Asylum seeker father faces 10 years in Greek jail for son’s death

Athens, Greece – A 26-year-old asylum seeker from Afghanistan is facing up to 10 years in prison in Greece for the death of his five-year-old son, who drowned after boarding a dinghy from Turkey to Greece with his father on November 8, 2020.

Hafez, the pseudonym of a defendant who spoke to Al Jazeera on condition of anonymity, will stand trial on Wednesday, charged with endangering the life of his child.

Hafez spoke quietly as he remembered the fateful trip that led to the death of his son.

He described hugging his son tightly as the boat with 24 people on board hit rocks off the Greek island of Samos in the eastern Aegean and capsized.

The boy disappeared in the water and was later found by Greek authorities, washed up on the shores of Cape Prasso, a steep and treacherously rocky part of the island, sometimes referred to as “the Cape of Death”.

Hafez found it difficult to go into the details of that night but said that he came to Europe, as hundreds of thousands of others have done, seeking a better life for his child.

A cuddly toy is placed on the grave of a five-year boy from Afghanistan
A cuddly toy on the grave of a five-year boy from Afghanistan on the island of Samos [File: Thanassis Stavrakis/AP]

His asylum application had been rejected twice in Turkey and he faced deportation to Afghanistan.

“I just came here for my son’s future,” he said, recalling the numerous times his son asked him when he could go to school.

Hafez cannot understand why he is facing jail time for this tragic event that saw his son die.

“It’s not just me. There are many people who have lost their families, their sons, their wives [en route to Greece],” he said. “What can they prove? That the accident happened to us?”

Alan Kurdi

Hafez’s son is one of many children who died in the Aegean while seeking safety in Europe.

One of the most well-known cases was that of two-year-old Syrian, Alan Kurdi, who drowned after his boat capsized on the journey from Turkey to Greece, and whose body washed up on a Turkish beach in 2015.

Kurdi would become a symbol of the refugee crisis when more than a million people arrived to claim asylum in Europe.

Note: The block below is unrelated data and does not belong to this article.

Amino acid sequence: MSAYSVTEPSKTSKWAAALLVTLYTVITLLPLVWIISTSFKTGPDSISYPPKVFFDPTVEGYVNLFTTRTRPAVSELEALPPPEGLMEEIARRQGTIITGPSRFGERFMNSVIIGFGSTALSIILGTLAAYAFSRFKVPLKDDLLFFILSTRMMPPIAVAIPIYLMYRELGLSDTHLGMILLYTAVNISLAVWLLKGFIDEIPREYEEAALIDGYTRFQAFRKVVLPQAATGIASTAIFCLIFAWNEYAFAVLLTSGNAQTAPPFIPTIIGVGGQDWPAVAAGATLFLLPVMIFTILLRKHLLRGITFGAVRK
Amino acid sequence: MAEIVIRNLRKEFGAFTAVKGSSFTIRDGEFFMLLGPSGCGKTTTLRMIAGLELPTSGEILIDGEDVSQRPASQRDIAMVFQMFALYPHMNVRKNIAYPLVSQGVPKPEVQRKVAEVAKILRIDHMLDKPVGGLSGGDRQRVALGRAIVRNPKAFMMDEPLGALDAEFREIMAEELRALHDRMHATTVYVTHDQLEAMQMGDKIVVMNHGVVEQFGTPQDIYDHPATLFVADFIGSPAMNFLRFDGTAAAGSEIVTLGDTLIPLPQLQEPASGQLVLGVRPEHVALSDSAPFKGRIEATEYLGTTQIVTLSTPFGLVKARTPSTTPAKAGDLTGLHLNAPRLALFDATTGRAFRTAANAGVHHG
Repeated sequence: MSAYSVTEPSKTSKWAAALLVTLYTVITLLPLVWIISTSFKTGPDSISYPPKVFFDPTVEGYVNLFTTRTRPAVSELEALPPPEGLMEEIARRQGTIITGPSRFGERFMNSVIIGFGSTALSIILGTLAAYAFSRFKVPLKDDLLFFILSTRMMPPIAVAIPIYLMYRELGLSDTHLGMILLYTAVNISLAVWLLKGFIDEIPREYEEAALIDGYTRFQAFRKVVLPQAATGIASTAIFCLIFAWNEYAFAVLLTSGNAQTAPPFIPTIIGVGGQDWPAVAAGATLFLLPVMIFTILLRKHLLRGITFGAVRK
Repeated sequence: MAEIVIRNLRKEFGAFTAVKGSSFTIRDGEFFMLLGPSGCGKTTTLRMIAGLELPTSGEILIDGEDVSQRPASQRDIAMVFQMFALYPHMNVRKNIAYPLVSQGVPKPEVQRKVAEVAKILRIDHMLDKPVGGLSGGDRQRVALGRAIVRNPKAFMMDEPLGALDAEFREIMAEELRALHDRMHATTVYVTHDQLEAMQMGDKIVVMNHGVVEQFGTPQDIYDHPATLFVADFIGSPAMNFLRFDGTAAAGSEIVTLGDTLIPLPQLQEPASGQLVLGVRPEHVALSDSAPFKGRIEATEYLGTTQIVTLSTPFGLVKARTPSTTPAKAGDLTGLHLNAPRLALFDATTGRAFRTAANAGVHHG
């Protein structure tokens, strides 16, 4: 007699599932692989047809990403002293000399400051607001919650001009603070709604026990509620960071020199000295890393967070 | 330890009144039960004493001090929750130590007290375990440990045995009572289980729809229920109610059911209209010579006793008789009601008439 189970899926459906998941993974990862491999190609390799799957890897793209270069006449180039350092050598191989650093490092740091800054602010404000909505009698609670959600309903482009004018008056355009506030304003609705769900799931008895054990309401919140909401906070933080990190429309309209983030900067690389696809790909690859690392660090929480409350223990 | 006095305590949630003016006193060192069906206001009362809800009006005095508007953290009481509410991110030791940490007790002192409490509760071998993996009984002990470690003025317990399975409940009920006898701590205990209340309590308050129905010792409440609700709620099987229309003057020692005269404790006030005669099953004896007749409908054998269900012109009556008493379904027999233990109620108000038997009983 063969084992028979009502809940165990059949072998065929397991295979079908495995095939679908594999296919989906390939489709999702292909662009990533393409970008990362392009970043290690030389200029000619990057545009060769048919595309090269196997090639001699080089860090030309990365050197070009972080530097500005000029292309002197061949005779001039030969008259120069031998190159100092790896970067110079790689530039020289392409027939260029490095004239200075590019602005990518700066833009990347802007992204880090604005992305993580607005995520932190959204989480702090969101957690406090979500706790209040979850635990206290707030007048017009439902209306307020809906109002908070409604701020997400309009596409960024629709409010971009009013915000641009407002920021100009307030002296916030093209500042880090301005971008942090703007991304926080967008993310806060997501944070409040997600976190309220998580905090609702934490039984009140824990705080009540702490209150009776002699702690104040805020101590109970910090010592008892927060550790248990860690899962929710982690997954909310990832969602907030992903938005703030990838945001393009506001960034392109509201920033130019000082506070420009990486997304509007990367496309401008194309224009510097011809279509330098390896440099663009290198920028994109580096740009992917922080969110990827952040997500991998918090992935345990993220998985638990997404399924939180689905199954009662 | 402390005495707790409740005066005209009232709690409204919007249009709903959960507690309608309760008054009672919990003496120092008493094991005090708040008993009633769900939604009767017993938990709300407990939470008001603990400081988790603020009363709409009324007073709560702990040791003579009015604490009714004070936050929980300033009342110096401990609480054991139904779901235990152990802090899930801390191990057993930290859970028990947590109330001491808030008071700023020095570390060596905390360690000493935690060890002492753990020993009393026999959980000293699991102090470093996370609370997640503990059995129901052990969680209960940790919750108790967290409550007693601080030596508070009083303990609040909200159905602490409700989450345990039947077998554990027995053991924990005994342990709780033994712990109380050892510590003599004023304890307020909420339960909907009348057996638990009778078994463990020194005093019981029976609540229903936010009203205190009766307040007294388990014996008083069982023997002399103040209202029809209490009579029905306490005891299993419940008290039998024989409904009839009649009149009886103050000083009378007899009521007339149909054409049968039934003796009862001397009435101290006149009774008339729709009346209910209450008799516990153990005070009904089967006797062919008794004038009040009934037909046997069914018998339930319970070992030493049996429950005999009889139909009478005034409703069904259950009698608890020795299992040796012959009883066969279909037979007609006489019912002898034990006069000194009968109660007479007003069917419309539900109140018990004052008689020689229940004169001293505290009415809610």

Dimitris Choulis, Hafez’s lawyer, said that as far as he knows, Hafez’s case is the first case of an asylum seeker being charged in Greece for the death of his child in a shipwreck.

Choulis told Al Jazeera that he believes the charges against his client have no merit.

“I believe he will be found innocent,” he said firmly.

An Afghan father watches television in his room, at the port of Vathy on the eastern Aegean island of Samos, Greece
Still devastated from losing his only child, Hafez has found himself charged with a felony count of child endangerment [File: Thanassis Stavrakis/AP]

The timeline of events that night in the Aegean is also in question. Choulis said it took authorities more than six hours to conduct a rescue operation that night.

Aegean Boat Report, a Norwegian NGO that monitors asylum seeker arrivals in Greece and is often contacted by arrivals in distress, confirmed to Al Jazeera that they had called the port police on Samos at 12:06am on November 8 (21:06 GMT on November 7), 2020 to inform them of an arrival and that there were people missing.

According to Choulis, asylum seekers who made it onto the rocks from the shipwreck testified that they saw a boat patrolling the area which shone its lights on them but then left.

The Greek Coast Guard told media at the time it had initially responded to a distress call but had not found anybody.

At 6am (03:00 GMT), Hafez, who had been desperately searching for his son, encountered police officers and told them what happened.